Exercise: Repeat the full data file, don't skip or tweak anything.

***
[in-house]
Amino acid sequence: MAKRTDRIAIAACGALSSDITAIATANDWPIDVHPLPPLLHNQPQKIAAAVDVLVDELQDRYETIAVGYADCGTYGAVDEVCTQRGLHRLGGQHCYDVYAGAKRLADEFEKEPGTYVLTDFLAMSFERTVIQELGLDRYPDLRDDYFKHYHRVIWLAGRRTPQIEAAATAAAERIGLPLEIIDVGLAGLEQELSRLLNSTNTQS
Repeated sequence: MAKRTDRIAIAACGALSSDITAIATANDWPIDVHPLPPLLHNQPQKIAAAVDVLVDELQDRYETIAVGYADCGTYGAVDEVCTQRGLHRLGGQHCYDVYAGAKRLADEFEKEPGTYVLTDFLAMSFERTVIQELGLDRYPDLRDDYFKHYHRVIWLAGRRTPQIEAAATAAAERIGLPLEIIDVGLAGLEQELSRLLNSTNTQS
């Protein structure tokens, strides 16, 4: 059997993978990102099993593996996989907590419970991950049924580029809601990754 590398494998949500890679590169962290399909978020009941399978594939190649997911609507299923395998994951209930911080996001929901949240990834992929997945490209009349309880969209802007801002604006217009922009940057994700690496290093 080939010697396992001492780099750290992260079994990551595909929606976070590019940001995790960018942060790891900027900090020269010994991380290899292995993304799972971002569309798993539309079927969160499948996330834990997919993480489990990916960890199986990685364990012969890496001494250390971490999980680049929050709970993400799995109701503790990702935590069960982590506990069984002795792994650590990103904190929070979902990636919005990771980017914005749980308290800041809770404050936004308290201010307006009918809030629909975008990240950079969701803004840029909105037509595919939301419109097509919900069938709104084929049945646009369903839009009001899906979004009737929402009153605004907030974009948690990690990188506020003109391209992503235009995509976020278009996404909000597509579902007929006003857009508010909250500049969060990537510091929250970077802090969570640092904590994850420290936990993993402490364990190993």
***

[in-house]
Amino acid sequence: MAKRTDRIAIAACGALSSDITAIATANDWPIDVHPLPPLLHNQPQKIAAAVDVLVDELQDRYETIAVGYADCGTYGAVDEVCTQRGLHRLGGQHCYDVYAGAKRLADEFEKEPGTYVLTDFLAMSFERTVIQELGLDRYPDLRDDYFKHYHRVIWLAGRRTPQIEAAATAAAERIGLPLEIIDVGLAGLEQELSRLLNSTNTQS
Repeated sequence: MAKRTDRIAIAACGALSSDITAIATANDWPIDVHPLPPLLHNQPQKIAAAVDVLVDELQDRYETIAVGYADCGTYGAVDEVCTQRGLHRLGGQHCYDVYAGAKRLADEFEKEPGTYVLTDFLAMSFERTVIQELGLDRYPDLRDDYFKHYHRVIWLAGRRTPQIEAAATAAAERIGLPLEIIDVGLAGLEQELSRLLNSTNTQS
């Protein structure tokens, strides 16, 4: 059997993978990102099993593996996989907590419970991950049924580029809601990754 590398494998949500890679590169962290399909978020009941399978594939190649997911609507299923395998994951209930911080996001929901949240990834992929997945490209009349309880969209802007801002604006217009922009940057994700690496290093 080939010697396992001492780099750290992260079994990551595909929606976070590019940001995790960018942060790891900027900090020269010994991380290899292995993304799972971002569309798993539309079927969160499948996330834990997919993480489990990916960890199986990685364990012969890496001494250390971490999980680049929050709970993400799995109701503790990702935590069960982590506990069984002795792994650590990103904190929070979902990636919005990771980017914005749980308290800041809770404050936004308290201010307006009918809030629909975008990240950079969701803004840029909105037509595919939301419109097509919900069938709104084929049945646009369903839009009001899906979004009737929402009153605004907030974009948690990690990188506020003109391209992503235009995509976020278009996404909000597509579902007929006003857009508010909250500049969060990537510091929250970077802090969570640092904590994850420290936990993993402490364990190993």